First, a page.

3.5    The gods sniffed the fragrance and gathered like flies over the offering.
After they had eaten up the offering, Nintu arose to inveigh against  them all:
Where has Anu the president been? Did Enlil go to the incense too?
They who without consideration brought  a flood and consigned the people to destruction?
You decided on annihilation, and now their clear faces have become clouded.
Then she approached the large flies that Anu had made and was carrying:
His grief is mine! How determine my fate!
Let him get me out of this distress and open my face again. . . . (with 3.6 cp. Gilgamesh 11.4)
3.6    Let these flies be lapis lazuli jewels around my neck that I may remember [for evermore].
The stalwart Enlil saw the ship and was filled with anger against the deities*  *(Igigi):
All we great divinities* decided on an oath together.   *(Anunnaki)
Where did life make its escape? How did any human survive the destruction?
Anu opened his mouth and addressed the stalwart Enlil:
Who but Enki could have done this? . . .
Enki opened his mouth and addressed the great gods:
Indeed I did it in front of you, to preserve life. . . . (the lives of gods as well as humans?)
[The rest of Enki's statement is damaged or entirely lost (cp. Ea's words in Gilgamesh 11.4).]
Then Enlil opened his mouth and addressed Enki the artful:
Come then, summon Nintu, the birth-goddess, you and she shall confer in the assembly.
Enki opened his mouth and addressed Nintu, the birth-goddess:
You, the birth-goddess, creatress of destinies . . . .
[Enki's utterance is damaged, but apparently he is announcing a divine program of birth control]

3.7    Let only a third among the people come into being(?)
Let there be women who bear and women who do not bear.
Let there be among the people the pashittu-demon*,  *('she who wipes out')
to snatch the infant from the knees of the woman who gives birth.
Establish women in certain religious orders*  *(ugbabtu, entu, igisîtu)
and let it be taboo for them to bear children . . . .      (some 35 lines missing)
3.8    We sent the flood but a human survived the destruction.
You* are the governor of the gods; on your orders I* created strife. *(Enlil? cp. 1.1) *(Enki?)
For your praise let the Igigi deities hear this song and extol your greatness together.
To all peoples I sing of the flood. Listen now.

The end, third tablet, inuma ilu awilum (when the gods instead of humans), 300 lines,
total 1245 for the three tablets, by the hand of Nur-Aya, junior scribe,
month Ayyar, day [ ], year Ammi-saduqa was king. A statue of himself . . . .


This narrative poem, conventionally known as The Epic of Atrakhasis, is an Akkadian composition from the seventeenth century B.C.E.. This date is derived from the fact that the scribe Nur-Aya, who produced the three clay tablets on which it is inscribed, lived in the time of King Ammisadduqa of Babylon (who reigned around 1700 B.C.E.). Nur-Aya probably lived in Sippar (between Babylon and Baghdad), from which the tablets almost certainly originated (1 and 3 are in the British Museum, and 2 is in New York) . Accordingly we may tentatively label the poem as the Cosmogony of Sippar. The patron deity of Sippar was the sun-god Shamash. Nur-Aya's name (which can also be read as Ku-Aya and various other possibilities) is made up of a word meaning "light, brightness" and Aya, the name of the consort of Shamash, so he was presumably a worshipper of this divine couple. Surprisingly, Shamash plays little part in the story (see 3.1 and 3.3, where translaters usually say 'the sun', impersonally). Shamash was the god of justice, and was involved in punishing offenders, but he is not specifically named as taking part in the 'evils' that the gods inflict on humans in this case (their offence is making too much noise and disturbing Enlil). The hero Atrakhasis is a devotee of Enki-Ea, god of wisdom and patron of the city Eridu.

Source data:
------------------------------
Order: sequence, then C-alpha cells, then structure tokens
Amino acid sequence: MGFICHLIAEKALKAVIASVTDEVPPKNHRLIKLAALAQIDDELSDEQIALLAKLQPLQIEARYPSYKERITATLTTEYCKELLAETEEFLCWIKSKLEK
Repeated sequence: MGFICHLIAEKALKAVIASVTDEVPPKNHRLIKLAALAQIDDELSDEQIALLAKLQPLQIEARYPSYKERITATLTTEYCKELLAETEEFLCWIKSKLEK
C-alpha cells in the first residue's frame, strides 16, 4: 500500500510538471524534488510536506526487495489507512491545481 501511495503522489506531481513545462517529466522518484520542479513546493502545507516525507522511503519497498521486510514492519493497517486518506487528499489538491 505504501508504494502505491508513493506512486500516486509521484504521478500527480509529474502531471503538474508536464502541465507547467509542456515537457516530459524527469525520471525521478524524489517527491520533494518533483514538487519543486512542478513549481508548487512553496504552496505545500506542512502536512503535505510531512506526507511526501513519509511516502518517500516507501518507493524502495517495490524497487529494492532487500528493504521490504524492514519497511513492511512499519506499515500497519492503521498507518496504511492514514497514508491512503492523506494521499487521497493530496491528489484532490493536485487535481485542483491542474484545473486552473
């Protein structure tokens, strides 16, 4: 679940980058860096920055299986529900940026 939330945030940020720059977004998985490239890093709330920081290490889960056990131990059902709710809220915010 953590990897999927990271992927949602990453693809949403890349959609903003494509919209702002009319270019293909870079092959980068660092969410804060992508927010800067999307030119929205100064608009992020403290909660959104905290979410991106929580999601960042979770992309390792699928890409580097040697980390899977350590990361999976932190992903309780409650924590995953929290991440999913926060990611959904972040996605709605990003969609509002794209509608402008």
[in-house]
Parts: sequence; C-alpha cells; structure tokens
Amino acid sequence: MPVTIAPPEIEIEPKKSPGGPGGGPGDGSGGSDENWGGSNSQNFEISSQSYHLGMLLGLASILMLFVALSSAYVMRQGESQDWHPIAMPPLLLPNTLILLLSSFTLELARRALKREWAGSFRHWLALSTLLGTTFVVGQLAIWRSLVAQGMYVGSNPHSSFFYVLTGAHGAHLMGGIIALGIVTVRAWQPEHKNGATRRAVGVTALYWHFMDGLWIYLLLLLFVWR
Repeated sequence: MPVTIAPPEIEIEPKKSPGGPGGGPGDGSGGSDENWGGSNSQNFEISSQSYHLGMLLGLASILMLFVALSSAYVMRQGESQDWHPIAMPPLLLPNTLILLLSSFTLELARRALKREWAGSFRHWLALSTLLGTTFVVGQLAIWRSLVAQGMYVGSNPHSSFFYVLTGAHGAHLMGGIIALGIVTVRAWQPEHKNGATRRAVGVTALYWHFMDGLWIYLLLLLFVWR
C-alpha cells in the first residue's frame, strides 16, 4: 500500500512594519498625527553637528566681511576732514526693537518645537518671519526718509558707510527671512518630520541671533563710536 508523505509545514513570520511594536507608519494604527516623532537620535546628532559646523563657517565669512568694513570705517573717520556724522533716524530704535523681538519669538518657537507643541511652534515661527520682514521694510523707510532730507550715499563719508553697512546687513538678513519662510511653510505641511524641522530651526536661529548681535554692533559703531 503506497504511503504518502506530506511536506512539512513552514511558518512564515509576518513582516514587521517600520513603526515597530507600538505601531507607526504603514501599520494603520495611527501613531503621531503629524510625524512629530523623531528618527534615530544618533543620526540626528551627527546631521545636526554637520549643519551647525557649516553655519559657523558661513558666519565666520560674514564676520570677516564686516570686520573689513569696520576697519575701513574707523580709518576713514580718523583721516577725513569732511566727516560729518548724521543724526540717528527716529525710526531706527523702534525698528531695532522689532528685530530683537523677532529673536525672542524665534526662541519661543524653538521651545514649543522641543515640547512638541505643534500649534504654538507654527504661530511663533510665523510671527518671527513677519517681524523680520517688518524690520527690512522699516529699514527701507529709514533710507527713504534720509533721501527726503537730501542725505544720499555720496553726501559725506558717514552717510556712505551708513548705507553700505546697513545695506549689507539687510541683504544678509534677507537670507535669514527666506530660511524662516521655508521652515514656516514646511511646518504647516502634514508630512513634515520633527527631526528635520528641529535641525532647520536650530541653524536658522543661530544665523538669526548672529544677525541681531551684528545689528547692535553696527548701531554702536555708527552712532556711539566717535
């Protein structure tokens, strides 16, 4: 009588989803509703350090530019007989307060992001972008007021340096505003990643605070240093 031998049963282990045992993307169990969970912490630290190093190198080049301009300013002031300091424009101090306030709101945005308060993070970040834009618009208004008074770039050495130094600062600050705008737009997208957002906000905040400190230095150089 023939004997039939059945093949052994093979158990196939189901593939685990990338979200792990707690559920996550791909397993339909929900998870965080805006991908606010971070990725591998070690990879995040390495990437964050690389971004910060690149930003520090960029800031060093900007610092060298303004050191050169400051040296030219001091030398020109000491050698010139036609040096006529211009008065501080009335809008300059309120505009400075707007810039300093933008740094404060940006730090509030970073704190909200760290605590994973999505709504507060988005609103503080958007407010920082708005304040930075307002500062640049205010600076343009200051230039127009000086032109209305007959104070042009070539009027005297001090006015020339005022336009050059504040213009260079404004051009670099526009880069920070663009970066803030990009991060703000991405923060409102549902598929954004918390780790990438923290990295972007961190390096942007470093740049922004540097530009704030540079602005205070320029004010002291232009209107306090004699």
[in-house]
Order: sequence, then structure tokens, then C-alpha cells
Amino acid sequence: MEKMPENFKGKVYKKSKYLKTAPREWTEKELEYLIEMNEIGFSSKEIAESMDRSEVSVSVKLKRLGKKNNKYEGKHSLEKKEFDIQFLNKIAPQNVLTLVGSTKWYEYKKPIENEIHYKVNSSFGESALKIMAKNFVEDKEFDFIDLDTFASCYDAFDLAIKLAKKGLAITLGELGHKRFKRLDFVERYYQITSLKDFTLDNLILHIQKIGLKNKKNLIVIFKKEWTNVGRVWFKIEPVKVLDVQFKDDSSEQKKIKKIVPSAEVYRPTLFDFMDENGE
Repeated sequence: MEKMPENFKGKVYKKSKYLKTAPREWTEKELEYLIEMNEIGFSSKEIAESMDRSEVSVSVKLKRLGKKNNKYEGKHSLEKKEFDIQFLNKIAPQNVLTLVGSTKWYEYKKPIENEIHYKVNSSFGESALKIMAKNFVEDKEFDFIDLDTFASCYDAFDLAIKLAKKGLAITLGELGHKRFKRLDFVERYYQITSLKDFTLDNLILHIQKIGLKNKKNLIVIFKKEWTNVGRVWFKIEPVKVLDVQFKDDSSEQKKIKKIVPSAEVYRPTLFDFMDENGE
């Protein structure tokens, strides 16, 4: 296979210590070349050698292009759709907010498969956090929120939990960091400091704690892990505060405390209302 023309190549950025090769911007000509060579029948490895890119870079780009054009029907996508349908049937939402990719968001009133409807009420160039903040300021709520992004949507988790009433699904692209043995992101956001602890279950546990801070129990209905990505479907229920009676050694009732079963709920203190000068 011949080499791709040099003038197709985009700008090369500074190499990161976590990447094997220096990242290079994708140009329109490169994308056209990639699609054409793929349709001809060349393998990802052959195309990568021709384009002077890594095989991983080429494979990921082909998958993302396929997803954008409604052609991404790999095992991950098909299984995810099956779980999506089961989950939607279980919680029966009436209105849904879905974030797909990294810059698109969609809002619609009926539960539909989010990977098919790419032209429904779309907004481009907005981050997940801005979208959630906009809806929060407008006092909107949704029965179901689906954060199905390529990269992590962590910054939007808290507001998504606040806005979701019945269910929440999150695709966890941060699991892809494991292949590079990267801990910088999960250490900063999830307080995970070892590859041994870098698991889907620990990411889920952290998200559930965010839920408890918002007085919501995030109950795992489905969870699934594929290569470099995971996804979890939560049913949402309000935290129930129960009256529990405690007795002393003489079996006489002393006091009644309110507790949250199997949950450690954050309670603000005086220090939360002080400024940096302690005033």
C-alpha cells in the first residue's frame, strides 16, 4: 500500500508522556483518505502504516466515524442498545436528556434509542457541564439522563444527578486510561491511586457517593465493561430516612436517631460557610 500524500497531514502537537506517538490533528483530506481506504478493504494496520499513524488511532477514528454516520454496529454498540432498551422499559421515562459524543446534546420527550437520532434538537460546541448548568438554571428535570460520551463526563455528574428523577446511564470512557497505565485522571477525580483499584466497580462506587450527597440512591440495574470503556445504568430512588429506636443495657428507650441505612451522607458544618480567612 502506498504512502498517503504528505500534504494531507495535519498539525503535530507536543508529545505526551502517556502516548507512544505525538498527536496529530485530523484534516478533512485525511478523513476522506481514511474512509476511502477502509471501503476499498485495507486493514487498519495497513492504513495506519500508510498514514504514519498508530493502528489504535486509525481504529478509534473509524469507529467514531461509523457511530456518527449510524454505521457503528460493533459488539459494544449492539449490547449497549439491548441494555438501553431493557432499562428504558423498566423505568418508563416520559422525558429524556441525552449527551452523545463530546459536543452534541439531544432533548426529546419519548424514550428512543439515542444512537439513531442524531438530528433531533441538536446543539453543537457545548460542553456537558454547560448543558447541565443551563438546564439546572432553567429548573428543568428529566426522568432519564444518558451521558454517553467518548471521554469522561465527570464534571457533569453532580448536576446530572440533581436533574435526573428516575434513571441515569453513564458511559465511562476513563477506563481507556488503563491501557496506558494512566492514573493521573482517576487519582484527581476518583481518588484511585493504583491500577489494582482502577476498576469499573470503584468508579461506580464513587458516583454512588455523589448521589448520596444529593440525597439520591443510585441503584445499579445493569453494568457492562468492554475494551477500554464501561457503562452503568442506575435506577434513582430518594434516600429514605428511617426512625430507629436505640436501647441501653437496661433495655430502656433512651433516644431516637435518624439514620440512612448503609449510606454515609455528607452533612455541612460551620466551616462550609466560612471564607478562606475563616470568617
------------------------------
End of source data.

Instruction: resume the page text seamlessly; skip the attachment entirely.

Each of Nur-Aya's three tablets is divided into eight columns, four on the front and four on the back. As with the Gilgamesh epic, there is also a later Assyrian version which changes words and details.

The two main themes are the creation of humankind, and the attempted annihilation of the human race by the gods. The section on the creation of humans (as slaves to carry on the heavy work originally endured by the gods) seems to be modelled on the Sumerian myth of Enki and Ninmah: the Creation of Humankind ). By order of Enlil, whose sleep is disturbed by the noise of the teeming multitudes on the earth, the gods send a series of disasters to exterminate the noisy creatures. However, neither plague nor famine, nor drought, nor flood can eradicate the nuisance, because Enki-Ea always arranges for a devotee of his to survive with enough people to continue propagating the race. The survivor of each catastrophe bears the name Atrakhasis (atra-hasis, ultra-wise). In the epic of Gilgamesh the name is initially Uta-na’ishtim, and in the later version Ut-napishtim rûqu, apparently meaning 'the distant one (rûqu) who found (ûta) life (napishtim)', but at one point  he is called Atrakhasis (and here the writer of the later version apparently confesses the source of this part of his story). In a Sumerian account of the Deluge, the hero is is Ziusudra (zi-u-sud-ra, 'life of long days'), an ancient king of Shuruppak. In the third century B.C.E. a Babylonian priest with the Greek name Berossos wrote a book (in Greek) on Babylonian lore: he called the flood-hero Xisuthros, corresponding to Sumerian Ziusudra. In the Bible it is a man named Noah who is saved from the deluge sent by Yahweh (Genesis 5-9).

The final point of the Atrakhasis poem seems to be that the gods will in future seek to control human population numbers by such means as demons snatching new-born babies, a proportion of women being infertile, and some classes of priestesses being forbidden to bear children (for example, the entu or enetu, as in the case of Sargon of Agade, whose mother was an entu priestess who gave birth to him in secret).

Editions and Translations

W.G. Lambert and A.R. Millard, Atra-Hasis: The Babylonian Story of the Flood (Oxford 1969) 
 (transliterated Akkadian text of various Babylonian and Assyrian tablets, with introduction and translation).
Stephanie Dalley, Myths from Mesopotamia (Oxford 1991) 9-38.
Benjamin R. Foster, Before the Muses (Maryland 1993) I, 158-201.

Shamash the sun-god in his shrine at Sippar

 King Nabu-Polassar of Babylon (7th century BCE) escorted by a priest and a goddess. Note the symbol for Sun.